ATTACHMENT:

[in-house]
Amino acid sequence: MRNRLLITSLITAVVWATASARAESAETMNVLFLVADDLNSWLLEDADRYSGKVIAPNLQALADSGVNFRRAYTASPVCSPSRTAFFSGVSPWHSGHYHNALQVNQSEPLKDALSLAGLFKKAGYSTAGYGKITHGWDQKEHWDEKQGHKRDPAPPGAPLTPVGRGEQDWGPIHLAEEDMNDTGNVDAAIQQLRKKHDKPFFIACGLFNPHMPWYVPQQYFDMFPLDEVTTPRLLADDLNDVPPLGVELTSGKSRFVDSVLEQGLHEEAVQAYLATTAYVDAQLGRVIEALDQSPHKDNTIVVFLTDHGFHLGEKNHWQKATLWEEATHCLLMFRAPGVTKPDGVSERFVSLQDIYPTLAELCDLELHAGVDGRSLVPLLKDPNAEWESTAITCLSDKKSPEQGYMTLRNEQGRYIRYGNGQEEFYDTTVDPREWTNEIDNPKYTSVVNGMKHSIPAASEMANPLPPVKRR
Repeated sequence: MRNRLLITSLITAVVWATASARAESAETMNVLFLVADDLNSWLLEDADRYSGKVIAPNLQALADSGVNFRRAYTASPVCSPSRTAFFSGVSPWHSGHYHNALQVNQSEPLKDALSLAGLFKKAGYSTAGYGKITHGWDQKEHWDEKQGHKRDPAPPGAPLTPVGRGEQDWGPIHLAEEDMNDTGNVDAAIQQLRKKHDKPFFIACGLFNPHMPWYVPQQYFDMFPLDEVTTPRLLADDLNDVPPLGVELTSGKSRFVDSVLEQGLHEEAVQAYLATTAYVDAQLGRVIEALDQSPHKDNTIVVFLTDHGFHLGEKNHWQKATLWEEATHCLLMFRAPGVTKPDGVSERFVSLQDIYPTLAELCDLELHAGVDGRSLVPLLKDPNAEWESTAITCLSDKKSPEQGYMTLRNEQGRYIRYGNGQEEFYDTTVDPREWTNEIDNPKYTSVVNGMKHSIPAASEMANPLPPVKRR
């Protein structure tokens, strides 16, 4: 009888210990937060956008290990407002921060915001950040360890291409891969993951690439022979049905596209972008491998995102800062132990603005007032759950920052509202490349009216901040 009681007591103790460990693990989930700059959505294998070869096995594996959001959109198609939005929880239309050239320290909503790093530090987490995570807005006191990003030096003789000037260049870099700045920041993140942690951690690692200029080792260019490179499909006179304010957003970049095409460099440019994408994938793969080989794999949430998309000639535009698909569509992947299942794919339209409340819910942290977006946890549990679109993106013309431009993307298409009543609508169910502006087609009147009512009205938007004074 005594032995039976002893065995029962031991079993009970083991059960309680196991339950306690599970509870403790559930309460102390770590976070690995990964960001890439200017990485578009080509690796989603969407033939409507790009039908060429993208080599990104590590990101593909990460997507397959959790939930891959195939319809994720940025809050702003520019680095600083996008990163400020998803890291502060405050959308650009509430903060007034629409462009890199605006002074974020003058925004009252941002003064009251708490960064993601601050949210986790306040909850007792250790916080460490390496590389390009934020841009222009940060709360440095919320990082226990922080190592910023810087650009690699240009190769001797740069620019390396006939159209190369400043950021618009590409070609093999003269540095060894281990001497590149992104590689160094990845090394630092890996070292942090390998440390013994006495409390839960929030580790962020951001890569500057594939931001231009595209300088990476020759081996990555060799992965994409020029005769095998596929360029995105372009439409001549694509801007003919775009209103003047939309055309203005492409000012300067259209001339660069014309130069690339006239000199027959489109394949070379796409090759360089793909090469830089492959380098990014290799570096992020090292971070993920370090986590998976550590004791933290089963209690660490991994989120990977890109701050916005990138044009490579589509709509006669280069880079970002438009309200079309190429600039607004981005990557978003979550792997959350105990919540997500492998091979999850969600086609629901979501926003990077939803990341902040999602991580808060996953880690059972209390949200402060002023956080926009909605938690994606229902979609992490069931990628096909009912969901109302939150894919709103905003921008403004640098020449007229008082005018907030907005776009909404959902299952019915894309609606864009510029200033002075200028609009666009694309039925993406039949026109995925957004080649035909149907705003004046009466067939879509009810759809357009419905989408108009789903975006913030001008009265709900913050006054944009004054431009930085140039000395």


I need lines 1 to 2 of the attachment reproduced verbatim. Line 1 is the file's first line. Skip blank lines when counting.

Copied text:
[in-house]
Amino acid sequence: MRNRLLITSLITAVVWATASARAESAETMNVLFLVADDLNSWLLEDADRYSGKVIAPNLQALADSGVNFRRAYTASPVCSPSRTAFFSGVSPWHSGHYHNALQVNQSEPLKDALSLAGLFKKAGYSTAGYGKITHGWDQKEHWDEKQGHKRDPAPPGAPLTPVGRGEQDWGPIHLAEEDMNDTGNVDAAIQQLRKKHDKPFFIACGLFNPHMPWYVPQQYFDMFPLDEVTTPRLLADDLNDVPPLGVELTSGKSRFVDSVLEQGLHEEAVQAYLATTAYVDAQLGRVIEALDQSPHKDNTIVVFLTDHGFHLGEKNHWQKATLWEEATHCLLMFRAPGVTKPDGVSERFVSLQDIYPTLAELCDLELHAGVDGRSLVPLLKDPNAEWESTAITCLSDKKSPEQGYMTLRNEQGRYIRYGNGQEEFYDTTVDPREWTNEIDNPKYTSVVNGMKHSIPAASEMANPLPPVKRR